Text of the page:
U.S. auto sales surged by 27 percent in February, as a hike in oil prices sent consumers shopping for more efficient vehicles. With an annualized sales rate of 12.9 million vehicles, the month was one of industry’s strongest in the past year, and exceeded the predictions of most analysts.
The recent spike in oil prices, caused by ongoing civil unrest in the Middle East and North Africa, has translated to higher costs at the gas pumps. That’s bad news for the economy but, at least for the moment, a boon for the auto industry. Since newer cars are generally more fuel-efficient, they become a hot item when gas prices rise.
The formerly embattled manufacturer General Motors led the pack in February growth, with its own sales up more than 40 percent over last year. Toyota followed close behind, while Ford and Chrysler experienced less dramatic spikes but still enjoyed an increase over last year’s sales.
In a sign of the recovery, the February numbers also suggest that the United States is regaining its dominance in the global auto market. U.S. sales comprised 45.7 percent of worldwide auto sales this past year, up from 44.9 percent in 2009, said Ward McCarthy, Chief Financial Economist at Jefferies & Company.
A jump in consumer confidence was also a likely factor in the month’s strong sales. Consumer confidence rose to its highest level in three years in February, and that number tends to pull sales along. And while gains in previous months had been skewed towards small trucks, presumably due to purchases by companies and contractors, in February the sales were skewed toward small cars, a sign that consumers have returned to the market.
And their shopping mood is bound to last, since a glut of old cars will soon need to be replaced.
“We’re going to be in an up cycle for a long time because the fleet is very old,” said Brett Ryan of Deutsche Bank. Consumers have had to make do with their old cars for long enough; many of those won’t last much longer.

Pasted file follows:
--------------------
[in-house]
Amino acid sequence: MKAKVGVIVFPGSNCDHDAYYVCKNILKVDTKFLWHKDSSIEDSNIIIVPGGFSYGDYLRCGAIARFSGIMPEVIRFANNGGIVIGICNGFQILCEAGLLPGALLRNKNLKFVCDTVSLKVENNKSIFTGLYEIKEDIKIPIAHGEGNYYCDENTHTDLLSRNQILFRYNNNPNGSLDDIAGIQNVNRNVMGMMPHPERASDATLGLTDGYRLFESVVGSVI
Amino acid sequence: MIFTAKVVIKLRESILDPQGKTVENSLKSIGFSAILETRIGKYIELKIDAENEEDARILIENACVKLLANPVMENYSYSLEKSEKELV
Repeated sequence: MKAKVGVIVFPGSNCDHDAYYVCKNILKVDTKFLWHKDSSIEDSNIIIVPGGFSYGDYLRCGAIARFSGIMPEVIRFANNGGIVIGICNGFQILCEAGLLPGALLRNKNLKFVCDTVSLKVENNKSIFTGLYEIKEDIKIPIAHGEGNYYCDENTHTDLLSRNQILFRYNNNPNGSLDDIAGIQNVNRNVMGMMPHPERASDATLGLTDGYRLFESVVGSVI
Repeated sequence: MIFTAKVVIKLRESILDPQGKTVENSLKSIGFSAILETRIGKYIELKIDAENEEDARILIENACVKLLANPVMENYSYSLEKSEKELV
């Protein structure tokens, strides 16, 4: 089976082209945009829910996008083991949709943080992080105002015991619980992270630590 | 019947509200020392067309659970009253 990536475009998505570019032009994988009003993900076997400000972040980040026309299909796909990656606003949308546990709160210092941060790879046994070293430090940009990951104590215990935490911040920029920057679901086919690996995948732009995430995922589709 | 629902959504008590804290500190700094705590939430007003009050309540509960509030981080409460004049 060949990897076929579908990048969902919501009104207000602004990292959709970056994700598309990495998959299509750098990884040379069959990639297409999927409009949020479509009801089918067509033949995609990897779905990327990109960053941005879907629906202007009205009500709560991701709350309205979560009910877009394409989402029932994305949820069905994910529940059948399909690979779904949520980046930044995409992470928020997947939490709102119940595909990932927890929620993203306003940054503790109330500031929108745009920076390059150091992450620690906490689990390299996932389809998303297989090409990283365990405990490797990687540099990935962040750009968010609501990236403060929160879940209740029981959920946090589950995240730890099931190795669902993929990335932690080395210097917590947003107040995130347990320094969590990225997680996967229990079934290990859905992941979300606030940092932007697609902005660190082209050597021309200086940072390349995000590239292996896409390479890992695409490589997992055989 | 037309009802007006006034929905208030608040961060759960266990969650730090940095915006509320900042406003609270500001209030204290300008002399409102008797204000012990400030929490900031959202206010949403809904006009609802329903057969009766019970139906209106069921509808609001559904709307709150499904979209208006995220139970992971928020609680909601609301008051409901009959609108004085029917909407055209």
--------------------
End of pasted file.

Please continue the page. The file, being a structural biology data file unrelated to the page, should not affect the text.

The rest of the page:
Of course, the auto industry may be slapped by the hand that now feeds it if oil prices continue to rise. If gas becomes prohibitively expensive, consumers may look to avoid driving altogether.
And while this month’s figures are an encouraging sign for the auto industry, they must be measured within context. Since last year’s sales were utterly dismal, percentage increases this year are bound to seem more impressive than they are. Even given this month’s uptick, which analysts predict will hold strong in coming months, projections for the year are far below what sales hit in the peak of the last cycle, when annual sales were around 16.5 million
“We’re only expecting 13.6 this year, and that highlights how far we’ve come down,” said Ryan. “Really, auto sales fell off a cliff.”
But Hugh Johnson sees this month’s auto sales as a harbinger of only more good news for the economy.
“These numbers tell you a lot about the resilience of the consumer,” Johnson said. “We’d been counting the consumer out, but it looks like consumer spending is really strong. The consumer has not backed away.”